ROANOKE — After Saturday's collision between a small plane landing at Northwest Regional Airport and a sport utility vehicle on a road at the north end of the runway, Frank and Heather Laudo told WFAA in Dallas that the impact came as a complete surprise.
"We couldn't see anything at all, and then... all of a sudden... equipment was falling into the car," Heather said.
The pilot, William Davis, had asked his wife Kandy to shoot home video of his first solo round-trip. William said the video shows the couple driving into the plane's path.
"I was shocked," he said. "Just from the video that I saw, it looks like they kept going... they didn't stop at the stop sign."
But here's what the video doesn't show: The word STOP is actually painted on the pavement, more than 50 feet from the north end of the runway. The angle of the recording does not show where the Laudos' SUV would have stopped.
Airport management said drivers are supposed to stop when the runway is active. But moments before the Laudos' vehicle crossed the path of Davis' plane, his wife's recording shows a white vehicle taking the same path.
The Laudos said they never saw the plane, even though it was feet away, preparing to land at 65 mph.
In the aftermath of the crash, airport manager Glen Hyde can be heard on Kandy Davis' recording yelling, "Is anybody hurt?"
Hyde grabbed his first aid kit and ran to the Laudos' vehicle. He immediately asked them whether they saw the stop sign... or the approaching plane.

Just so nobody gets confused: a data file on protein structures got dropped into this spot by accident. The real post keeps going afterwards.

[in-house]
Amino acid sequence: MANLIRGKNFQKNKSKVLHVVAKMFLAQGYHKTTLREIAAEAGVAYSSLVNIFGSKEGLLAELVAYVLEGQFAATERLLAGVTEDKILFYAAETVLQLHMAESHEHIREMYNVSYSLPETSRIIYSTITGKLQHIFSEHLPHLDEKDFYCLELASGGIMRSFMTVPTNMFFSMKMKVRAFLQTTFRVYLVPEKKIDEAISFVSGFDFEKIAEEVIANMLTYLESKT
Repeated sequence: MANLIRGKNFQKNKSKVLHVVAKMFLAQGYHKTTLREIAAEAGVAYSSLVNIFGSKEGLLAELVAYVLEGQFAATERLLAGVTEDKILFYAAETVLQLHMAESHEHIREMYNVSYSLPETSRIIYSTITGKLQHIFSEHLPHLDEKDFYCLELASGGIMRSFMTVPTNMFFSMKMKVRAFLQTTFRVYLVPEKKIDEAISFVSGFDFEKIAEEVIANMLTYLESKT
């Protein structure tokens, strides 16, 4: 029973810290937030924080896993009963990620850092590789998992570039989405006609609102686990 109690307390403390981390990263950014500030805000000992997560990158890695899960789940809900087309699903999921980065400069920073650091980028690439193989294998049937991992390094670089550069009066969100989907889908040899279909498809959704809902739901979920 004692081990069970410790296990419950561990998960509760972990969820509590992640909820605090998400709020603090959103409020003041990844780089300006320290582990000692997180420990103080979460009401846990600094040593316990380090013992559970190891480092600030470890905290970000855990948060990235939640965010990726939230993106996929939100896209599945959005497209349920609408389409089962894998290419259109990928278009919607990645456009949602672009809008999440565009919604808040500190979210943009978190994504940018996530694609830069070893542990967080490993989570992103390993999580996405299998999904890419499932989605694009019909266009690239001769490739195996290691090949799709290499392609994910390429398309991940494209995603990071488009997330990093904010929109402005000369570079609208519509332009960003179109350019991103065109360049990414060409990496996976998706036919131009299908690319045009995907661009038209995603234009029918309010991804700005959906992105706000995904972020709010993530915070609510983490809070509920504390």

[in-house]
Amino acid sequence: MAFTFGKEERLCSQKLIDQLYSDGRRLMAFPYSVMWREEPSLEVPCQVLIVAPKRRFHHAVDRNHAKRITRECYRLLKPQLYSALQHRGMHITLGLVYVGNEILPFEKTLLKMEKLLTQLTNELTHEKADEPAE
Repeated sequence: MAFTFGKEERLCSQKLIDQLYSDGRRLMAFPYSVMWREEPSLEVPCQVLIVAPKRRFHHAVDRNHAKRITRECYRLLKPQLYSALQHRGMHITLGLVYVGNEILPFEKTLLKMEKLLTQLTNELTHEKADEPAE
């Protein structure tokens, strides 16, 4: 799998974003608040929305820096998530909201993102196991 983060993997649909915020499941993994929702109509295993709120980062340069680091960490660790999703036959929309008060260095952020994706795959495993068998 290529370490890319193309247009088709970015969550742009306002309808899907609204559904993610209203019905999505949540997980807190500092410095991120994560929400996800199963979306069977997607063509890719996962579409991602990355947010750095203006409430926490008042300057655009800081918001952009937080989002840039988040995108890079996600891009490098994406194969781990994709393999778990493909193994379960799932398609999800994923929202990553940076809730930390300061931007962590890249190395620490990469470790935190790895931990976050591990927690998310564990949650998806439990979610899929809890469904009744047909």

"Whatever that is, it fell. Whatever that it is it hit our car," they said.
"That is the landing gear," Hyde responded. "You got hit by a plane."
"I know that!" Heather Laudo said in the recording.
"Why did you pull out if front of an airplane, is what I wanna know?" Hyde asked.
"We didn't see it," Frank Laudo said.
"We didn't pull out in front of an airplane," Heather Laudo added.
"Yes, you did!" Kandy Davis said.
William Davis said he is grateful everyone survived, but after the incident, he has decided to give up flying, saying it was all too traumatic — even though he was just four weeks away from receiving his pilot's license.
"Things like that make you reconsider what is important and what could have happened," Davis said. "I have a young daughter and a wife, and they need me to be there to take care of them."
Northwest Regional Airport has tried to purchase the property where the private roadway exists to enforce safety measures, but said the owner has declined the offer.
"I will be talking with the FAA tomorrow in an effort to explore options to make the private road not owned by the airport safer," airport manager Glen Hyde said.